First encounter is on the roads near the Zeltweg racetrack, nowadays known as the Red Bull Ring because the sickly drink has seeped deeply into Austrian motor sport. The roads are wet, but with four-wheel drive – nominally 60 per cent biased to rear, as before – no fear is felt. The steering is electro-hydraulic; many of we critics try to convince ourselves that the best new pure-electric systems are now as good, but the RS4's easy, accurate, unforced responses remind us they mainly are not. And the giant brakes, the front ones with wavy-edged discs and eight-piston calipers, are indefatigable. Carbon-ceramics are an option for the heavy-footed.
As ever on a new Audi, there's a Drive Select system to tailor the responses of suspension, steering, engine and so on. Our test cars here also have the optional Dynamic Ride Control, or DRC, which uses interconnecting oil pipes between diagonally opposite suspension dampers, the flow controlled by valves to ensure a mix of longitudinal suppleness (for a good ride) and lateral tautness (to keep the Audi level and responsive in corners). This was standard on the previous RS4, but now you have to specify it either individually or as part of a £2250 Sport package deal which includes the 20in wheels, a louder exhaust system and Dynamic Steering.
New to the RS4 is the 'sports differential', which diverts torque to the rear wheel with more grip, instead of braking the one with less, plus a torque-vectoring system for all wheels which does do that braking thing when required. The result is a car which munches through bends like a really quick BMW but with better steering feel, loading up the outside rear wheel as the power piles on, flicking up and down through the gears with brilliant downshift blips and low-frequency blatters on each upshift.
The automatic transmission mode works very intuitively, if a shade hyperactively in Sport, and the manual mode is so crisp that it could almost make you not miss having a proper gear lever. And as the engine howls towards that 8250rpm power peak, which is also the rev limit (although the engine feels as though it would leap happily to 9000rpm or more), the sound is that granular wail that you hear from a Formula One car's on-board camera, even though the RS4 engine doesn't have an F1 car's flat-plane crankshaft with its different firing intervals.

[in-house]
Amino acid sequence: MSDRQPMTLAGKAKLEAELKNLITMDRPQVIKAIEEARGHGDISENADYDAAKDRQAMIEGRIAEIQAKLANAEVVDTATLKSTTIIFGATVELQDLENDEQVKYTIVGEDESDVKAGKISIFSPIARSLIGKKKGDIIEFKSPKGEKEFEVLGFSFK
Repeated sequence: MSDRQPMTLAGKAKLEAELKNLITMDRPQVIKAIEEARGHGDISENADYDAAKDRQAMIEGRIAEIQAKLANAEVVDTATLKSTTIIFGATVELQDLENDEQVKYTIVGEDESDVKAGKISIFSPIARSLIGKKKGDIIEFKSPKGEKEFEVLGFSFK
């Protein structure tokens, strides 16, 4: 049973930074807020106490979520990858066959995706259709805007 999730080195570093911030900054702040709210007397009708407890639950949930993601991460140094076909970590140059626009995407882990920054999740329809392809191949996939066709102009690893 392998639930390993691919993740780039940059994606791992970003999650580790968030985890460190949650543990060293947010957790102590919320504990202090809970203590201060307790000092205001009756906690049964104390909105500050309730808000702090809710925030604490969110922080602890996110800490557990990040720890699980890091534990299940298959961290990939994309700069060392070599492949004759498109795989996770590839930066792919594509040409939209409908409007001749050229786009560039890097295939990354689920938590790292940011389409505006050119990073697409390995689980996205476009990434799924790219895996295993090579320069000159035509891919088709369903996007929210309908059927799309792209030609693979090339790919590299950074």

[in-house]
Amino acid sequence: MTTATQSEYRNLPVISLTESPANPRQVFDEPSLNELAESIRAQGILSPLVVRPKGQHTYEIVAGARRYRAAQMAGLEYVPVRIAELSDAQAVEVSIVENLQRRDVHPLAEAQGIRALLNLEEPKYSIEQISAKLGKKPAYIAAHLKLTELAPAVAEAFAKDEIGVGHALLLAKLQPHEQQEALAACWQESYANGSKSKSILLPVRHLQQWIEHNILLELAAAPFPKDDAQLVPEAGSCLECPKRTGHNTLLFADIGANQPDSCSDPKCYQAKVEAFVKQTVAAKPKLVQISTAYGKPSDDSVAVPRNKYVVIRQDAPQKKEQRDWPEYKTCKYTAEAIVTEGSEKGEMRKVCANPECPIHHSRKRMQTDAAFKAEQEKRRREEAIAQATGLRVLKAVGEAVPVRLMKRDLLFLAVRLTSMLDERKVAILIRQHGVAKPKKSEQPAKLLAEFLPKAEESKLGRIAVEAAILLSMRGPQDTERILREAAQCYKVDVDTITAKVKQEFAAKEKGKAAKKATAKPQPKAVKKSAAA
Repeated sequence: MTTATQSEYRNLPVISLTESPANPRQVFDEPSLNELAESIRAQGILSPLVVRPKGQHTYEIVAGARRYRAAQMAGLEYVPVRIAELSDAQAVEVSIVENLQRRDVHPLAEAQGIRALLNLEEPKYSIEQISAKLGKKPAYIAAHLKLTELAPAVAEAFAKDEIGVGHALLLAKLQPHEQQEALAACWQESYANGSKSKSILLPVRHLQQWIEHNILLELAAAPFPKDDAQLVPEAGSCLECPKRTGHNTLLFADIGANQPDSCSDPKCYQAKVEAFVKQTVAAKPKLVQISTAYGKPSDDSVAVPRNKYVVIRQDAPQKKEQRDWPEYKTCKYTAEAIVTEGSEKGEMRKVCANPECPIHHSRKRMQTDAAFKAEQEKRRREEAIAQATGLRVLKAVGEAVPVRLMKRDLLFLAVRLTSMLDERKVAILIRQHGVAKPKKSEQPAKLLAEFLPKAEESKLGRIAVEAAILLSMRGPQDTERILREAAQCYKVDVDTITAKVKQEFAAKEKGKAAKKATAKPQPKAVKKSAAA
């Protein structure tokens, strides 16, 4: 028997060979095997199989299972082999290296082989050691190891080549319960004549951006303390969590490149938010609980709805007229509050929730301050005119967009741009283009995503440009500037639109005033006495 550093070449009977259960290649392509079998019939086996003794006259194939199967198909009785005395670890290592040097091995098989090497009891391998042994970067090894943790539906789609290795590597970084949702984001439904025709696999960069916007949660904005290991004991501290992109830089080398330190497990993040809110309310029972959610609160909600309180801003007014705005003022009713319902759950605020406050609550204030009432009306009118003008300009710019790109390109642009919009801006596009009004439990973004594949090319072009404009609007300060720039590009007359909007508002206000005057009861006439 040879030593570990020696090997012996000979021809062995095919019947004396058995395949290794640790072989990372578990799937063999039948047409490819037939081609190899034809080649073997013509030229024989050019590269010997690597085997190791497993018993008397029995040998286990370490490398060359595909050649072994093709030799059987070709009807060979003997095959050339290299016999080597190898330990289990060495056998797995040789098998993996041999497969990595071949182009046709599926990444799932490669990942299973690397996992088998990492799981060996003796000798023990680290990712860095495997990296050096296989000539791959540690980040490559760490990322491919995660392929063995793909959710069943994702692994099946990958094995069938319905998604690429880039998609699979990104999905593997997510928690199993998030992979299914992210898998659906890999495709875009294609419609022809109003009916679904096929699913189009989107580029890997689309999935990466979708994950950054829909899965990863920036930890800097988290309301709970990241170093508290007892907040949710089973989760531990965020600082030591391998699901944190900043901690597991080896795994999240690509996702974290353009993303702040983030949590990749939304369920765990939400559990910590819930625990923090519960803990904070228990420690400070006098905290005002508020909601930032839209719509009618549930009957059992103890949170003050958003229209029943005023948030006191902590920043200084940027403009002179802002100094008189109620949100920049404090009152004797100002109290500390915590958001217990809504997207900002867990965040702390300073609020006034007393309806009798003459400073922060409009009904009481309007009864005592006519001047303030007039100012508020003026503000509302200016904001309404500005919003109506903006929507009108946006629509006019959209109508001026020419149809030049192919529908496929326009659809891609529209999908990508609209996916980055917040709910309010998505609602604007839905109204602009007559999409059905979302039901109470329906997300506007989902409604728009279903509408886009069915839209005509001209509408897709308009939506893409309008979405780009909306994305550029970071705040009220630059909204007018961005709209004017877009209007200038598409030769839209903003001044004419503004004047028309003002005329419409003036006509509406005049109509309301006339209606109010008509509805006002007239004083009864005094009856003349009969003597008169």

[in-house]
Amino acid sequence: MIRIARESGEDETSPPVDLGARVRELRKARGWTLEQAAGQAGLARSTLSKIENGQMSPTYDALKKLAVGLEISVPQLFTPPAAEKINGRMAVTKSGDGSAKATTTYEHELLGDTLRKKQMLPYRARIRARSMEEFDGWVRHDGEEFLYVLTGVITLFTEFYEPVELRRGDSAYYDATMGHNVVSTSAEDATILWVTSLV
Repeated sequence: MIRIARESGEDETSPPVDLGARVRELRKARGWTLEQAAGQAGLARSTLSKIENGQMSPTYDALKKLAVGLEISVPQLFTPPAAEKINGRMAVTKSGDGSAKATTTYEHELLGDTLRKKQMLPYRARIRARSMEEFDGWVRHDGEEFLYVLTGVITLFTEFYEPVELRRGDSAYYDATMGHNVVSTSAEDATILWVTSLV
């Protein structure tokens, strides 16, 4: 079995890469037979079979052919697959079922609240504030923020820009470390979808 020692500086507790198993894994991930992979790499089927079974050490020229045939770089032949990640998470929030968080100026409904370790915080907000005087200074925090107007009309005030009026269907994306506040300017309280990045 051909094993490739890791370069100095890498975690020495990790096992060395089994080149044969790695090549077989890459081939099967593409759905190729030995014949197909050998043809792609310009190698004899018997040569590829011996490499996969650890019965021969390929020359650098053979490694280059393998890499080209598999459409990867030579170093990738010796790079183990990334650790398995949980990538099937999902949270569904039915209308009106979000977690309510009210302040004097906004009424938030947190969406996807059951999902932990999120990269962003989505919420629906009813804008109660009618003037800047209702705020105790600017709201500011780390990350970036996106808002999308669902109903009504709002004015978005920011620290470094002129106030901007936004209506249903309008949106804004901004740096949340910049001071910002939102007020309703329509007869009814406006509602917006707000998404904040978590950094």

'Dynamic' mode in the Drive Select makes more noise more of the time, as well as sharpening everything else, but you'll use it for no more than a minute on a normal road because you'll be fed up with the suspension's chop and fidget. 'Auto', unsurprisingly, is the best one-shot road setting, in which the ride settles nicely to feel much as the old RS4's did. Or you can go to 'Individual' and set everything to Dynamic except the suspension, which you put in Comfort. That combination works very well.
Pace? From launch to 62mph takes 4.7 seconds, as it did in the old car. Given the new one's extra power and quicker gearshifting, it should do better but complaining might be churlish. Top speed is the usual 155mph, but you can pay an extra £1300 to have a computer rewrite a line of code and end up with a 174mph maximum. That's an excellent little earner. One feature from the previous RS4 which hasn't made it to the new one, incidentally, is the seats' automatic and rather unsettling squeezing of your thighs and ribcage when in Dynamic mode, or Sport as it was called back then. You can still increase the lateral crush manually, though.
Now, the Red Bull Ring, or Osterreichring as it once was. It's wet and, in places, very slippery thanks to the lubricating effect of rubber left by the previous weekend's DTM race. Unlike the RS4 I've just driven on the road, the one I'm now in has Dynamic Steering which speeds the steering ratio at low speeds and further on lock. In Dynamic mode (confusing, isn't it?) the Dynamic Steering is set permanently to its quick ratio, and that's how I have it on the track.
There's a long, flat-out, slightly twisty 'straight' up a hill to a hairpin, and here the RS4's V8 can howl its heart out. Gently round the hairpin, through the next bends and – where has the grip gone? Two long left-handers feel as though oil has been spilt, and the RS4 powers through with rather more of an oversteering drift than I had intended. This is a strange sensation in an Audi, but even with traction and stability controls off, the RS4 is deliciously controllable.
So I have to try a Dynamic Steering car on the road. I feared it would feel darty and unnatural, but instead it just makes the RS4 extra-agile without imparting a sense of the computer game. Even in non-Dynamic, variable-ratio mode it works well. Looks like the Sport Package is a must, then, which means your RS4 Avant will cost £57,175 instead of £54,925. And that's a fair price for the most soul-infused Audi this side of an R8.